Lending a Hand with Aging Parents’ Finances
If your parents are getting up there in years, you may be wondering when and how to start managing aspects of their life that they can no longer handle on their own. It is especially important to begin preparing to take a role in your parents’ financial affairs while they are still sufficiently independent to help you answer questions and gather materials. Below are some guidelines on managing your parents’ money as they age.
- Gather important documents, and create a map of your parents’ finances. Take the time to create a centralized list of all institutions where your parents may have different accounts, and gather all statements and originating documents which identify the account numbers. Having this information in a single, organized location will be invaluable should your parents’ memories begin to fail. Using a recent tax return will help you know what documents and accounts you should be looking for among your parents’ records.
- Look for signs that your parents are not keeping up with their finances. When you see your parents often, it can be difficult to identify subtle changes in their capacity to manage the household. Nevertheless, the elderly are frequent targets of scam artists. It is important to keep vigilant for signs that your parents are no longer as sharp as they once were, or that they have already been victims of fraud. For example, if you’ve noticed that bills have begun to pile up in the home, that simple math or checkbook balancing appears challenging, that creditors are regularly calling your parents, or that expensive new purchases are suddenly appearing in your parents’ home, it may be time to take more control over their financial lives. One good first step is to, along with your parents, request that any utilities or financial institutions mail copies of your parents’ bills to you each month. This will allow you to confirm that the bills are being paid, or to simply take charge of paying them yourself.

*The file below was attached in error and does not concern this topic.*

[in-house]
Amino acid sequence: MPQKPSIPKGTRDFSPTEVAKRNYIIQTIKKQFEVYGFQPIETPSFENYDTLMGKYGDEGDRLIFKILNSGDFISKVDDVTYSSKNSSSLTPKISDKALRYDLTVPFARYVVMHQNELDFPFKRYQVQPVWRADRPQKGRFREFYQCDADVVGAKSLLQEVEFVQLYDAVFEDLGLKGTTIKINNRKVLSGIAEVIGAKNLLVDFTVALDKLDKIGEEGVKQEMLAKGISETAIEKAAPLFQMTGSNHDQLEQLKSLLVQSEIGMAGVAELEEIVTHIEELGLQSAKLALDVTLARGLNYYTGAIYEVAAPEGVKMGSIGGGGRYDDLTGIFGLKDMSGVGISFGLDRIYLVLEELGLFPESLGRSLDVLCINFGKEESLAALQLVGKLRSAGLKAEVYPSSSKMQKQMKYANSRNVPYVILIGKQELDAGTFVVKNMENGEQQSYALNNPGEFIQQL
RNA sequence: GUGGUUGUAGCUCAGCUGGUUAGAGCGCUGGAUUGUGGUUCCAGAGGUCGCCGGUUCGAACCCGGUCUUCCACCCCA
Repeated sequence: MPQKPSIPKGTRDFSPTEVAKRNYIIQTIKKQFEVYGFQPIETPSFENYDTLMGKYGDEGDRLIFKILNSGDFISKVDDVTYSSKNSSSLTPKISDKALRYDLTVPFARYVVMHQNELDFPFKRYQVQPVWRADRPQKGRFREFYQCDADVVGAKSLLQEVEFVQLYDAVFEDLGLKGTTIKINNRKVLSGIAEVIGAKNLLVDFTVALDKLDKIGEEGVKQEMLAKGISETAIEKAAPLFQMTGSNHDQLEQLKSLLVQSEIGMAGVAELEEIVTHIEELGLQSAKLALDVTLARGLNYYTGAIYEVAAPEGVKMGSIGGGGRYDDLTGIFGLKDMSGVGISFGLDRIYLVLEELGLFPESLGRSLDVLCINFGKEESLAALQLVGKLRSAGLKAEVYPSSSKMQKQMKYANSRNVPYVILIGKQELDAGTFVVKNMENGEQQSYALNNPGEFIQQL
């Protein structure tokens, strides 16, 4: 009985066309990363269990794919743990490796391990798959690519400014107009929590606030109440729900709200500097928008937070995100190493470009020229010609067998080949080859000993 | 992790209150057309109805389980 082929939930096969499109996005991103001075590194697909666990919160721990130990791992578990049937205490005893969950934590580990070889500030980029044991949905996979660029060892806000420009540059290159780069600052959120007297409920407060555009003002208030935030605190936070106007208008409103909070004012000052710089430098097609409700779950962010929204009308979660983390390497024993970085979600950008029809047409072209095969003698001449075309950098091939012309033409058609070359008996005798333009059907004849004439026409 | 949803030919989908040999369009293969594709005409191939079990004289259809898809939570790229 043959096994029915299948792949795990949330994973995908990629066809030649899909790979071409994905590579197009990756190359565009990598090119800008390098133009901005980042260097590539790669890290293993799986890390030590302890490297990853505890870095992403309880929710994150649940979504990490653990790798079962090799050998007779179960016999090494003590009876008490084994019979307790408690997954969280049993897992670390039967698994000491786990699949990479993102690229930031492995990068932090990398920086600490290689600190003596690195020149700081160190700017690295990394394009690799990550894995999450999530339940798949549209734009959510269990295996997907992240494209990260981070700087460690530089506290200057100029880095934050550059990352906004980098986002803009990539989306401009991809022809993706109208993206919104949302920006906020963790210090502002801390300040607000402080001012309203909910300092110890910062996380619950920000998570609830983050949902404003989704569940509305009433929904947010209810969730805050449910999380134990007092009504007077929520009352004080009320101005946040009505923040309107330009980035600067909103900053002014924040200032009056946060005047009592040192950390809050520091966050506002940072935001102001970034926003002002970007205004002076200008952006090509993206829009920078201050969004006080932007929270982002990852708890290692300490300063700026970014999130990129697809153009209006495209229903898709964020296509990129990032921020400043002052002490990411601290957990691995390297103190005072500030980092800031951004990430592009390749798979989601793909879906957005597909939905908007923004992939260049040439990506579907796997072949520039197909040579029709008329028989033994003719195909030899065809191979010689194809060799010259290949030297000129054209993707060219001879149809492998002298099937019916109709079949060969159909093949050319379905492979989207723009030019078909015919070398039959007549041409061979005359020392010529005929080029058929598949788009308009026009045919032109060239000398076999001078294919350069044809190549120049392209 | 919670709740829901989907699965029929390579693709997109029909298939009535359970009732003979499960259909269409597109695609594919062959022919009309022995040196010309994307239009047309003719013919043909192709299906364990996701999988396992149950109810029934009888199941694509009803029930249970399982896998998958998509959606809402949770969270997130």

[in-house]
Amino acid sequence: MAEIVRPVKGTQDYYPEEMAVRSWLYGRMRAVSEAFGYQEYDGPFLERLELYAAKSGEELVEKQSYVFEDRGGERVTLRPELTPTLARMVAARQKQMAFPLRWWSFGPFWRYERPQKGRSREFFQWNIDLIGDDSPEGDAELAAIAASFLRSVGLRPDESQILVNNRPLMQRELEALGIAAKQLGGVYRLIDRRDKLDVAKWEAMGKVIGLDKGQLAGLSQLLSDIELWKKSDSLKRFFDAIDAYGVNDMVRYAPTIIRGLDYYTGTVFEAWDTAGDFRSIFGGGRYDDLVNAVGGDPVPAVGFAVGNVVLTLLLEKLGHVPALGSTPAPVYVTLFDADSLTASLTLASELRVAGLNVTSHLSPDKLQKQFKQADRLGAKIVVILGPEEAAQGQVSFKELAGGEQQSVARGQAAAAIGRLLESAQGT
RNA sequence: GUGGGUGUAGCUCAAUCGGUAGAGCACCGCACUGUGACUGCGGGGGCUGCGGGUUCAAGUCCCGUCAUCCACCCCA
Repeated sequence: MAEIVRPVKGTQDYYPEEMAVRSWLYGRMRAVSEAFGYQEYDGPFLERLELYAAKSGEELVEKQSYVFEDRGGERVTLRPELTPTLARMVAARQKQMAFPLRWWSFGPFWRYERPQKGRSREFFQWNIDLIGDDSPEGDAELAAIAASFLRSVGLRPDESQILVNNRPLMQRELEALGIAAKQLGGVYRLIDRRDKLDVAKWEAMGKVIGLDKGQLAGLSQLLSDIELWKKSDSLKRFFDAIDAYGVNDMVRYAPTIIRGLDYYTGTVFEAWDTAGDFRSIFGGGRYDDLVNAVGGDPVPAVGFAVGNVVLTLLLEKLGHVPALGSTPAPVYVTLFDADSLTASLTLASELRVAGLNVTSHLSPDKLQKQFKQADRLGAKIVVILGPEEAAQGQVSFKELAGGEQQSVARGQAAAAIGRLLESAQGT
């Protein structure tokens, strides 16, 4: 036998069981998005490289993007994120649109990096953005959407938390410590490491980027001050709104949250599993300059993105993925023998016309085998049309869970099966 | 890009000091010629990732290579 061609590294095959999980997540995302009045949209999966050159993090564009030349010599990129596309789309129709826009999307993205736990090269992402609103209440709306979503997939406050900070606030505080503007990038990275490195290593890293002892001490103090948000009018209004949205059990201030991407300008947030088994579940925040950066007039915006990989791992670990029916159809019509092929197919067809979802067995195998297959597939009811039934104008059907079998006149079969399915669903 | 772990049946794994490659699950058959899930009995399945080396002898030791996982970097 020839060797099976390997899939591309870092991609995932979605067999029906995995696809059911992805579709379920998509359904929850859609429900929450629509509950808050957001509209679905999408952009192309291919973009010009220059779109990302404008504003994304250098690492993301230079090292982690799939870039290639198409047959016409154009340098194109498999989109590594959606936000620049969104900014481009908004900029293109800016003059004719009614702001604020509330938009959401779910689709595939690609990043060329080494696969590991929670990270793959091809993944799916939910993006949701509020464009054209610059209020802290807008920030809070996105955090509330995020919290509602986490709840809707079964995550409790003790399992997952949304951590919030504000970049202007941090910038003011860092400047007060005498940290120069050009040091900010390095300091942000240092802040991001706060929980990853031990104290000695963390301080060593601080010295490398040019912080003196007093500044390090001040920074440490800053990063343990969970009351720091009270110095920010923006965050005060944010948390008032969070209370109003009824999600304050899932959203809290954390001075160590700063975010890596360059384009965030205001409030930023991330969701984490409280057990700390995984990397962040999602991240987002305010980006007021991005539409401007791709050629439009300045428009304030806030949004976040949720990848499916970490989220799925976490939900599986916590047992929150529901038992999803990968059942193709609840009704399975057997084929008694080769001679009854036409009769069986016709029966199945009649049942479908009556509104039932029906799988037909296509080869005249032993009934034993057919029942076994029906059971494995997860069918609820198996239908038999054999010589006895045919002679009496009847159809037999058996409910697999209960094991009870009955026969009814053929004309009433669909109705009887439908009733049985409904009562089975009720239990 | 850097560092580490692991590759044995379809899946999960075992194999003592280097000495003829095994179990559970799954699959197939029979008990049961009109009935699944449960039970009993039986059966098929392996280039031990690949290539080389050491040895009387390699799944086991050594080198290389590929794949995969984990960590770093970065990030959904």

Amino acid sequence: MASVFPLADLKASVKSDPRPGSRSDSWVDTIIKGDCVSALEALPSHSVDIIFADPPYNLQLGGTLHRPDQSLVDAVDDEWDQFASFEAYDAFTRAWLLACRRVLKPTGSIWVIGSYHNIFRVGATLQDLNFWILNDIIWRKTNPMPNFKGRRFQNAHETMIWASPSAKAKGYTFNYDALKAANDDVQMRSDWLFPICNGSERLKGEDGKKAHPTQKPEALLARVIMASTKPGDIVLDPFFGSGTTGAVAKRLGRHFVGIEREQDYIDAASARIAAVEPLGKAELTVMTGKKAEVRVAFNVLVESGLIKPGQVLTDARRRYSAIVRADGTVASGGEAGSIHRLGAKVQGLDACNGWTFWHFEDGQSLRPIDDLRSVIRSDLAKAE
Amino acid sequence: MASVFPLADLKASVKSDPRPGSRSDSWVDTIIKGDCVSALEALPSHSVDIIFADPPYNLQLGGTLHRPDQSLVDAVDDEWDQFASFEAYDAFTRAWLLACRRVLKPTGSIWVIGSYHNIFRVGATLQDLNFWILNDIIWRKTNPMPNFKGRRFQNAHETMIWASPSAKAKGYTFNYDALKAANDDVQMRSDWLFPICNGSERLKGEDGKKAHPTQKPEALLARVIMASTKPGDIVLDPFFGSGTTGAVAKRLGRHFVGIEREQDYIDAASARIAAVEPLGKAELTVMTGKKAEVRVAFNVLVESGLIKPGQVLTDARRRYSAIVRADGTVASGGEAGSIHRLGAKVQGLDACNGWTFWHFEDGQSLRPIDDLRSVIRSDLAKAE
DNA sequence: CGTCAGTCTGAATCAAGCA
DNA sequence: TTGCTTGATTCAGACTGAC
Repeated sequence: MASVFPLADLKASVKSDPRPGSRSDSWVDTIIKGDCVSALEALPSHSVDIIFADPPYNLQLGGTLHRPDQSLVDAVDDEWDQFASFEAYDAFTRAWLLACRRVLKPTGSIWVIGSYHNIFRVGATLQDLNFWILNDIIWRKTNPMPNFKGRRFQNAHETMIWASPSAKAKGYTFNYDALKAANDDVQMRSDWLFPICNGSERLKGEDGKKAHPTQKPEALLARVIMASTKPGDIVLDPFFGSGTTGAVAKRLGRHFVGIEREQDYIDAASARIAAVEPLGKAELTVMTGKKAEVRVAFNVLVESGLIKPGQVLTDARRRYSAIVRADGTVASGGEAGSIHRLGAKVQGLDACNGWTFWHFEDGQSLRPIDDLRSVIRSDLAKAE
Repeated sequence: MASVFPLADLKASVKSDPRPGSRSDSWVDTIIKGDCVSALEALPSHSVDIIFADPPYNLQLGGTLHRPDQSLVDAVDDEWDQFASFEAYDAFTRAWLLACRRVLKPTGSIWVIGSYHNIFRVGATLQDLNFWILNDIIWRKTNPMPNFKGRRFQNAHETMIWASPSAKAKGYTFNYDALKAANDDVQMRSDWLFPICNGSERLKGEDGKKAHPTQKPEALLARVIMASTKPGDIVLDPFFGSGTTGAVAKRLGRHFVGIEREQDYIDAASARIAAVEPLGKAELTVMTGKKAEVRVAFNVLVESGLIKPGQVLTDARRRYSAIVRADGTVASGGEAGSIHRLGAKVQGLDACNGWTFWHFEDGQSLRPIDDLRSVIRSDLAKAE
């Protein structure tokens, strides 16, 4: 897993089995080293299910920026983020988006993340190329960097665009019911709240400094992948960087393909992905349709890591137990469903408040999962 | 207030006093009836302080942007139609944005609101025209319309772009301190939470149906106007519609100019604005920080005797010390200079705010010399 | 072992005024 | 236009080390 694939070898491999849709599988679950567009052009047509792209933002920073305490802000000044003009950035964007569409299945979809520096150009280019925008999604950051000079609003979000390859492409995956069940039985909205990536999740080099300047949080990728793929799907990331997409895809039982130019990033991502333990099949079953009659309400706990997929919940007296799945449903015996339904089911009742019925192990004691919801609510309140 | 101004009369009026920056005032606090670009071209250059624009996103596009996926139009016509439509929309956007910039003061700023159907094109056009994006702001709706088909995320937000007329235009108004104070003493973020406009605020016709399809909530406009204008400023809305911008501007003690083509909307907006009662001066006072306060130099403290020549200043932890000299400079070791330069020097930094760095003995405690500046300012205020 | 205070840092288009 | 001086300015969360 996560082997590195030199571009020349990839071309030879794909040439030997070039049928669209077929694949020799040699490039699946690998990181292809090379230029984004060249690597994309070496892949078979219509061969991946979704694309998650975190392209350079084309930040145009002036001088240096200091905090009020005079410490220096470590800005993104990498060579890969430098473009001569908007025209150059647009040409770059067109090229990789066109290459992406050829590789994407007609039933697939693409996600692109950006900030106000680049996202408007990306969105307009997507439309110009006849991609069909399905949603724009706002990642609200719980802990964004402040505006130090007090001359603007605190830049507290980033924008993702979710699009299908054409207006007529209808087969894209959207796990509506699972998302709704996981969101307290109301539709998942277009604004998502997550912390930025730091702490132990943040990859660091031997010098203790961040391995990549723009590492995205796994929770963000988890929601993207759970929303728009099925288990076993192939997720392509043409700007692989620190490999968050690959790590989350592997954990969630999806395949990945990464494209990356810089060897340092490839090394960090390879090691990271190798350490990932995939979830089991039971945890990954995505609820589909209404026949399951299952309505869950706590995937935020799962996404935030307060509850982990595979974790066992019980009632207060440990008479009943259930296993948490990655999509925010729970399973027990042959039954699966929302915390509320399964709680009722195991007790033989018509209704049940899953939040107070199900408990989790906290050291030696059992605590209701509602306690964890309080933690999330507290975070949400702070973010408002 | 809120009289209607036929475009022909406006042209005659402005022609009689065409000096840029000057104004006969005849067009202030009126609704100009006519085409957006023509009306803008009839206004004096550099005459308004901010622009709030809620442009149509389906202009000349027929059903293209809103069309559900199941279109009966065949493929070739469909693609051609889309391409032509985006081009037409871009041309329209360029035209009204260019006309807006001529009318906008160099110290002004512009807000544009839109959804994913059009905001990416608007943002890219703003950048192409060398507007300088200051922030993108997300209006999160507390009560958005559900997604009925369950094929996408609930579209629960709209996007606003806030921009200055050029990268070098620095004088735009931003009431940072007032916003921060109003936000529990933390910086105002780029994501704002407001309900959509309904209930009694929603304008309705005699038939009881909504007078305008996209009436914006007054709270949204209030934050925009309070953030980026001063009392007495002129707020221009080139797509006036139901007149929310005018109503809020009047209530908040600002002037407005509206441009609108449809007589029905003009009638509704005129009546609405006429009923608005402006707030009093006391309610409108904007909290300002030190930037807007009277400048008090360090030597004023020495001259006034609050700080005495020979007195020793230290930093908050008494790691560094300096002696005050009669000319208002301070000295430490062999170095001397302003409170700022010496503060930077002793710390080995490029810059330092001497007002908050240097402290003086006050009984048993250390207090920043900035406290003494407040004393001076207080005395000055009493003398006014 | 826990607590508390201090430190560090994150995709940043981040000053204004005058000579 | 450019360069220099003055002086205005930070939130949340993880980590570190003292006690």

- Discuss the option of obtaining a power of attorney. Have a conversation now with your parents and a lawyer about obtaining a power of attorney. While they may not need you to make decisions on their behalf, an incapacitating event can occur in the blink of an eye, and you may wish you had the documents in place to stand in their shoes legally in front of financial institutions.
If you would like to discuss late-in-life financial matters, wills, or creating a power of attorney, contact the experienced Hudson Valley trusts and estates lawyers at Rusk, Wadlin, Heppner & Martuscello for a consultation at 845-331-4100 for our Kingston office or 845-236-4411 for our office in Marlboro.